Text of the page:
My vote: Not worthy

Statistics obviously don’t tell the whole story.  If you go by touchdowns only, the trio of Edwards, Carter, and Howard are the only receivers with 30+ career touchdowns.  If you go by yardage, well, there are a fair number of 1,000 yard receivers, too (Streets, Walker, Avant, Manningham).  A big part of the #1 jersey seems to be “feel.”  How dominant was the player?  Was he a one-man wrecking crew?  Was he a leader?  Was he the quarterback’s go-to guy? 

It’s also difficult to judge who’s worthy of the #1 jersey because, frankly, Derrick Alexander (who had mediocre statistics) and Tyrone Butterfield (who barely played, period) skew the statistics significantly.  If those two players arrived on campus in the post-Braylon years, neither one would get the #1.

I gave the nod to Desmond Howard because he was clearly a dominant player, won the Heisman trophy, and set Michigan’s record for receiving touchdowns in a season.  I also gave the nod to Amani Toomer, which was tough to decide; while he didn’t have an overwhelming senior season, he did have 1,000 yards as a junior and averaged over 20 yards a pop.  He could easily have been awarded the #1 jersey for his senior season like Braylon, but then would have put forth an underwhelming senior year.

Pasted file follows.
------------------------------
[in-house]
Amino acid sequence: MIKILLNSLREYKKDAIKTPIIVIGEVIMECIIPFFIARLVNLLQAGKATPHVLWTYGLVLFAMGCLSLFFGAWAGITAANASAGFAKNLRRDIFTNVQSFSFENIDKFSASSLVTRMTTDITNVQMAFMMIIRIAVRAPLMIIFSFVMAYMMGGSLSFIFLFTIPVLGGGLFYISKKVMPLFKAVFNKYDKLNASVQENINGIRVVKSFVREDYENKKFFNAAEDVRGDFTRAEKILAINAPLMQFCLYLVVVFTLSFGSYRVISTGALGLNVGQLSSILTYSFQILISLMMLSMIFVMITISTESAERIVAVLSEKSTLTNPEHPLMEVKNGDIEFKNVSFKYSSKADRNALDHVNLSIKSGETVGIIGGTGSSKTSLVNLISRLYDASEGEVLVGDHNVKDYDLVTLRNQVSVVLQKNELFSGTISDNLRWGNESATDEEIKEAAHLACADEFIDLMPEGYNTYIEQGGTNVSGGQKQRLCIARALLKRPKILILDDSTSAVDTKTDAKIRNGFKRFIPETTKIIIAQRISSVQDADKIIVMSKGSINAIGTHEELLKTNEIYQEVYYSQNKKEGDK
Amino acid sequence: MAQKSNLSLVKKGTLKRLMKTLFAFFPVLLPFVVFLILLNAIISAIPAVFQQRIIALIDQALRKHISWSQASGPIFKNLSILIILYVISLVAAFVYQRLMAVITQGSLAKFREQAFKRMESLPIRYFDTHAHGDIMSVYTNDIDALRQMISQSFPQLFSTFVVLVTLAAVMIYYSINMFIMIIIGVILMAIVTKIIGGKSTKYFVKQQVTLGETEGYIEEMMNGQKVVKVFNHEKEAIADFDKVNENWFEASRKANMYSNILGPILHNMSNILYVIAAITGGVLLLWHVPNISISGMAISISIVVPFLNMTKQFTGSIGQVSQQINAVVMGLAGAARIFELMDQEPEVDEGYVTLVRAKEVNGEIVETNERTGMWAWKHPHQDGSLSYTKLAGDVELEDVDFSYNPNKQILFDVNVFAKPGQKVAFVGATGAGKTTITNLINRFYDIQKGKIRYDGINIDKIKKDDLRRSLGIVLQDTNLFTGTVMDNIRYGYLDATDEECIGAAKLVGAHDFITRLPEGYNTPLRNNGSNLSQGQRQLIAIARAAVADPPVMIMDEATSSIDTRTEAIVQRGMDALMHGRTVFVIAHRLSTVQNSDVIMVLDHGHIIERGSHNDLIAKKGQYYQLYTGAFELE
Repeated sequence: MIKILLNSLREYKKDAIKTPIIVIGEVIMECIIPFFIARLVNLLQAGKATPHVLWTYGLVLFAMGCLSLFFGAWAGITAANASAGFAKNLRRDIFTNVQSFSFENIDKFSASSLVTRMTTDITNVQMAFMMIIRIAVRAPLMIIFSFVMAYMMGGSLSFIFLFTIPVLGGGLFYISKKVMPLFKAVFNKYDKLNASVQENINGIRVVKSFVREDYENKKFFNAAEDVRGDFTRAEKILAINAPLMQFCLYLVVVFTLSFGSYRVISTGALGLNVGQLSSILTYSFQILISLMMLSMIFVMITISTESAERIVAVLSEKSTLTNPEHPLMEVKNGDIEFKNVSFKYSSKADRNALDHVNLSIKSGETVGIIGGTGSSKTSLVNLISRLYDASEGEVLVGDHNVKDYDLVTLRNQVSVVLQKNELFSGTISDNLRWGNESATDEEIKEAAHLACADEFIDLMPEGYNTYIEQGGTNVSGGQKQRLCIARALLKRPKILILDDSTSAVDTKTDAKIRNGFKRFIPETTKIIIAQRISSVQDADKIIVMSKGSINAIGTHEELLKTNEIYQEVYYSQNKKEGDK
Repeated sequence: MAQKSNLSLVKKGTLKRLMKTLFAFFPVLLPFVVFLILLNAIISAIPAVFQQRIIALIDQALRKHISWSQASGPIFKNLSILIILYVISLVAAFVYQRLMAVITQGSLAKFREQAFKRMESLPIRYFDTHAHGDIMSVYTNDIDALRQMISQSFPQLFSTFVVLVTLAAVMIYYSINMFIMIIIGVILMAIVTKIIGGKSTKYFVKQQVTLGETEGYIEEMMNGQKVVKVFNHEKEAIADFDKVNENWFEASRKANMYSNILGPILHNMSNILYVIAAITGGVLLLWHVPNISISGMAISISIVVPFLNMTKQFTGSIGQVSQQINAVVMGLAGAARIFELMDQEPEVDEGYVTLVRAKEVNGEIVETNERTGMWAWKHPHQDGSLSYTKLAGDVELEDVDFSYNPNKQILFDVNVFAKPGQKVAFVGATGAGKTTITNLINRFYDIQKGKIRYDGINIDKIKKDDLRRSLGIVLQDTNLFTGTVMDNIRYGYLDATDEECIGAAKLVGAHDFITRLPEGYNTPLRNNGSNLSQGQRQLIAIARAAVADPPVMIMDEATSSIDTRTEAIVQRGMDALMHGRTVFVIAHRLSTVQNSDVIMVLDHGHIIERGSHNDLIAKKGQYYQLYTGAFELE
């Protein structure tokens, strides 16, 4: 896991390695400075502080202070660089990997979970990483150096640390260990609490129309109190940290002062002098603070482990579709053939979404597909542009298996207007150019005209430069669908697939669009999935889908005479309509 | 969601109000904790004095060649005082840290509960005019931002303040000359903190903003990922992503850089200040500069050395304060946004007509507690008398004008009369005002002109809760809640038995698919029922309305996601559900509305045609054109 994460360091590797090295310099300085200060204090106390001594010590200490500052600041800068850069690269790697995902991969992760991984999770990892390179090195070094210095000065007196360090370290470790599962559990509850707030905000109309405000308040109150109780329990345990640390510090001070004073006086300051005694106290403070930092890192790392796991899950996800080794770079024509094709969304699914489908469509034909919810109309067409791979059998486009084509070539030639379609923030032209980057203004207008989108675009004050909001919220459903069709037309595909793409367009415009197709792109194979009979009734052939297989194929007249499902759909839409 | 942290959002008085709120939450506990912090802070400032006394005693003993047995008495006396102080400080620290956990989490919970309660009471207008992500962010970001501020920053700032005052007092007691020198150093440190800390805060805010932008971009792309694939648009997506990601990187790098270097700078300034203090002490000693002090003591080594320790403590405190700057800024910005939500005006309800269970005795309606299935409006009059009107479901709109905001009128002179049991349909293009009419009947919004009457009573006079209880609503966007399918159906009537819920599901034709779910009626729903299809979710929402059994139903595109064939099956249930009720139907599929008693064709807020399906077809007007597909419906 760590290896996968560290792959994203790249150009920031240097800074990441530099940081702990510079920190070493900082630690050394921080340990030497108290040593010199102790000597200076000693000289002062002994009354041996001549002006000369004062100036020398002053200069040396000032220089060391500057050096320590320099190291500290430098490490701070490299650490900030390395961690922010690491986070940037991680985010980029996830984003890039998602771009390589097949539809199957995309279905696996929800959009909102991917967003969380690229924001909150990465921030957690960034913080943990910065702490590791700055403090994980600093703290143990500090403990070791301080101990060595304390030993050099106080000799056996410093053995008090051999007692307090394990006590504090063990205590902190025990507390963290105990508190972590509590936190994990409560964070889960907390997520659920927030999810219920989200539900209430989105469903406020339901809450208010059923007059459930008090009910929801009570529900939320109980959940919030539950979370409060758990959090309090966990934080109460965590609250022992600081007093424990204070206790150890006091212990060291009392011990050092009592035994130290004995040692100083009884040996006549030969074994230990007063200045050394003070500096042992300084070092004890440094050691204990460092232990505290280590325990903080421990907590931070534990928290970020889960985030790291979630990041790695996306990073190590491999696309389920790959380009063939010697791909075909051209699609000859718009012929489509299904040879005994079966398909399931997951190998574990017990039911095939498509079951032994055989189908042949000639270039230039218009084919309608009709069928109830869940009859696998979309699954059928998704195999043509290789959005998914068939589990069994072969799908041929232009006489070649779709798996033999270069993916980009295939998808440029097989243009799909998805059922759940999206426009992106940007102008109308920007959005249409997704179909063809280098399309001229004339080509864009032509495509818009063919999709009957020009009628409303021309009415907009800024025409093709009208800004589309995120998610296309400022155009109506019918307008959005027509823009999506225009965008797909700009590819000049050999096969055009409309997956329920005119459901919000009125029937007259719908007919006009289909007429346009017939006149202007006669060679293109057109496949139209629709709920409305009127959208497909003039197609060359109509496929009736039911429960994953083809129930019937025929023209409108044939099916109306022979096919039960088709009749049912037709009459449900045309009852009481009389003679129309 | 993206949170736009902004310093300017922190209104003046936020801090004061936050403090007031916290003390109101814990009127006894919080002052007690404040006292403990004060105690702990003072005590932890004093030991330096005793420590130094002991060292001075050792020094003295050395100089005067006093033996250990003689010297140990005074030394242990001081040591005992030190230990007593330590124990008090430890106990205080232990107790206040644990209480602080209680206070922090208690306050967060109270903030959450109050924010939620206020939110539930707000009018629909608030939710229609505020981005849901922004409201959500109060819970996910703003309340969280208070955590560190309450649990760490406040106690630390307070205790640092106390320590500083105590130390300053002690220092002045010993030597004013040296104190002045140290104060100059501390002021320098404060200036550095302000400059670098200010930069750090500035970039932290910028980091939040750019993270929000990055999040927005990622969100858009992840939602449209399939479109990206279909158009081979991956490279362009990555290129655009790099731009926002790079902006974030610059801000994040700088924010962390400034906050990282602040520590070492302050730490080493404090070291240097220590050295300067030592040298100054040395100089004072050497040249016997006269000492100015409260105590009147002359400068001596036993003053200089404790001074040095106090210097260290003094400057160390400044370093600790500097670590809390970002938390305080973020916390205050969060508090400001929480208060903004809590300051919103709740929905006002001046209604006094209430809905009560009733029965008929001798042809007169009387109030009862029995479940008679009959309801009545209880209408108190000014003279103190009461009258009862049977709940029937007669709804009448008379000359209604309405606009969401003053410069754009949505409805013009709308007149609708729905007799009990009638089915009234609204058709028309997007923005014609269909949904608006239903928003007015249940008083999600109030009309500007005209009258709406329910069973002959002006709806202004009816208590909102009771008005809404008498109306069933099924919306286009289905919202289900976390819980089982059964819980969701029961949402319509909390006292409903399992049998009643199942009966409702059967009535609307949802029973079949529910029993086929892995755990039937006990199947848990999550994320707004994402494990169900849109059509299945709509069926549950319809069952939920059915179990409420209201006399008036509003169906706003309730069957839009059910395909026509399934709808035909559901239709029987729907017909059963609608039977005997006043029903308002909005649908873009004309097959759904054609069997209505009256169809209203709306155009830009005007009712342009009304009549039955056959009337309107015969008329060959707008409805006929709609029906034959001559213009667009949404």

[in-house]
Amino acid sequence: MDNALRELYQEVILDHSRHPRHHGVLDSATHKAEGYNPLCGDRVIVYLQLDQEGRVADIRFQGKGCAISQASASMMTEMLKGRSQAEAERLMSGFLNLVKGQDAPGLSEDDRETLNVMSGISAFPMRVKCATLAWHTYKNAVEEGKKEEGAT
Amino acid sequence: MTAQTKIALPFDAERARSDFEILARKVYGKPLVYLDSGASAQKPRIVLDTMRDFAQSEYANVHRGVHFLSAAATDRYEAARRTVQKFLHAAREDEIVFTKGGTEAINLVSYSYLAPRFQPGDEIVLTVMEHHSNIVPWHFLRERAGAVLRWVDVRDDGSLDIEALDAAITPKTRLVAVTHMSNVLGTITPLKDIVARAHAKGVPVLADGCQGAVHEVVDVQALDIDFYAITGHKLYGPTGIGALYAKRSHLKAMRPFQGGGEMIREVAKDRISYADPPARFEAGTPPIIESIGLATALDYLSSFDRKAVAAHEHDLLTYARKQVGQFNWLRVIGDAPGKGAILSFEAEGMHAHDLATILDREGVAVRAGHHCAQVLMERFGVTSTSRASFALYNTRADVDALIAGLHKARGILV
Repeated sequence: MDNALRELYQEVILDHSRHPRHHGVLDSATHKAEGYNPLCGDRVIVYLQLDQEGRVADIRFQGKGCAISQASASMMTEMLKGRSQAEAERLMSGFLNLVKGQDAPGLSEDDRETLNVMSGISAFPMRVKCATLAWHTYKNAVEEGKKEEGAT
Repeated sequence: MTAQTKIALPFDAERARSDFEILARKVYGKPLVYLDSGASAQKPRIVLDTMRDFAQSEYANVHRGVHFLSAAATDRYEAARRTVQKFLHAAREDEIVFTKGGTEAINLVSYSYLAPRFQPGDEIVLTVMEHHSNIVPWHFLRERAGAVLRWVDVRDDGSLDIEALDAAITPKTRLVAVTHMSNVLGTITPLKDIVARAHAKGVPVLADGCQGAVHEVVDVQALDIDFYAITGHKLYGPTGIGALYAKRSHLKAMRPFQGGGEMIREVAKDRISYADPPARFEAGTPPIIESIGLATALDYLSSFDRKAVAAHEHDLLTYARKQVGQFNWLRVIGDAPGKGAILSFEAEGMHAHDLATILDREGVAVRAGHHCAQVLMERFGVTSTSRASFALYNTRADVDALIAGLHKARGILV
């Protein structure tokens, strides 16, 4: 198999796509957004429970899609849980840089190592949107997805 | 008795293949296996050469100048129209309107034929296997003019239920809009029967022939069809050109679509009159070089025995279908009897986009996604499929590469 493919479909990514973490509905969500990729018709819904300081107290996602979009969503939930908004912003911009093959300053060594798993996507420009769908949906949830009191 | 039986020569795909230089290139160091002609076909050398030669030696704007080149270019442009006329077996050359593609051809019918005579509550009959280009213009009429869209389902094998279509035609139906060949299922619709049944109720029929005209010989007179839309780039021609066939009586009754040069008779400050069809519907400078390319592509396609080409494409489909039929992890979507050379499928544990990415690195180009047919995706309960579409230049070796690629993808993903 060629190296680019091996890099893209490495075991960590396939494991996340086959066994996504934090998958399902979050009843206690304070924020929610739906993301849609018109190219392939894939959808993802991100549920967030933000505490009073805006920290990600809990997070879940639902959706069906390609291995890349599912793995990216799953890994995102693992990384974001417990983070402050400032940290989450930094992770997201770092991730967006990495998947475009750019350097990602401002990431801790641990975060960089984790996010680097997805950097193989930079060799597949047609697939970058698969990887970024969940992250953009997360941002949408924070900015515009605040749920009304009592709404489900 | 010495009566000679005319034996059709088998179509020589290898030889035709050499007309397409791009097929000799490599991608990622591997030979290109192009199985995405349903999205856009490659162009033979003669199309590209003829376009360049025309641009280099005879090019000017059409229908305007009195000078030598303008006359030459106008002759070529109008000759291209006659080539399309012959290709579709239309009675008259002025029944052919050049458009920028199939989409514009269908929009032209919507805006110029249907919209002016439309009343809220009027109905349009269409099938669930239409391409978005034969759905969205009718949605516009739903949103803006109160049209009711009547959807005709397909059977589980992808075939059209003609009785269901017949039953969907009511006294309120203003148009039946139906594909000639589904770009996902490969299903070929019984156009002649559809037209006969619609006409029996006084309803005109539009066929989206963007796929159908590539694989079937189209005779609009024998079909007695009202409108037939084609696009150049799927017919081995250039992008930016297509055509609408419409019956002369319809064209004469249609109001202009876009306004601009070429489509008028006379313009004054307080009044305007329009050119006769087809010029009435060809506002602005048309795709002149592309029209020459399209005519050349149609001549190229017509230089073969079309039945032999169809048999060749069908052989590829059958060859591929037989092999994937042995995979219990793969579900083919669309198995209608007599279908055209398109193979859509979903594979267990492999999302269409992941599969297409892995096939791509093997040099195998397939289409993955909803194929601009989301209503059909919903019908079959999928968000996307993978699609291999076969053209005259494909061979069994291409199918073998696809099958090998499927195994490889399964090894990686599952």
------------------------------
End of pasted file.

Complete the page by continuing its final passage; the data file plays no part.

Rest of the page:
The senior versions of Tai Streets and Marquise Walker were both worthy of the #1 jersey by post-Braylon standards.  But their mediocre seasons as underclassmen meant that they didn’t reach that status until their senior years were completed.

Oddly enough, Mario Manningham was perhaps the second-most talented player on this list, despite coming in at #6.  From a purely athletic standpoint, I would rank Manningham just behind Desmond Howard on this list, and ahead of #1 jersey wearers like Alexander, Butterfield, McMurtry, and even Terrell.  Unfortunately, he falls down the list because of his off-the-field issues.  If Braylon Edwards couldn’t get the jersey until he proved himself as a worker and leader, then Manningham clearly never reached that point.

It’s difficult to compare across generations.  Michigan’s offense, the rules of college football, and the overall philosophies of football have changed immensely in the last 20+ years.  But using hindsight to look back across the past two decades, I only see two additional players who were deserving of the #1.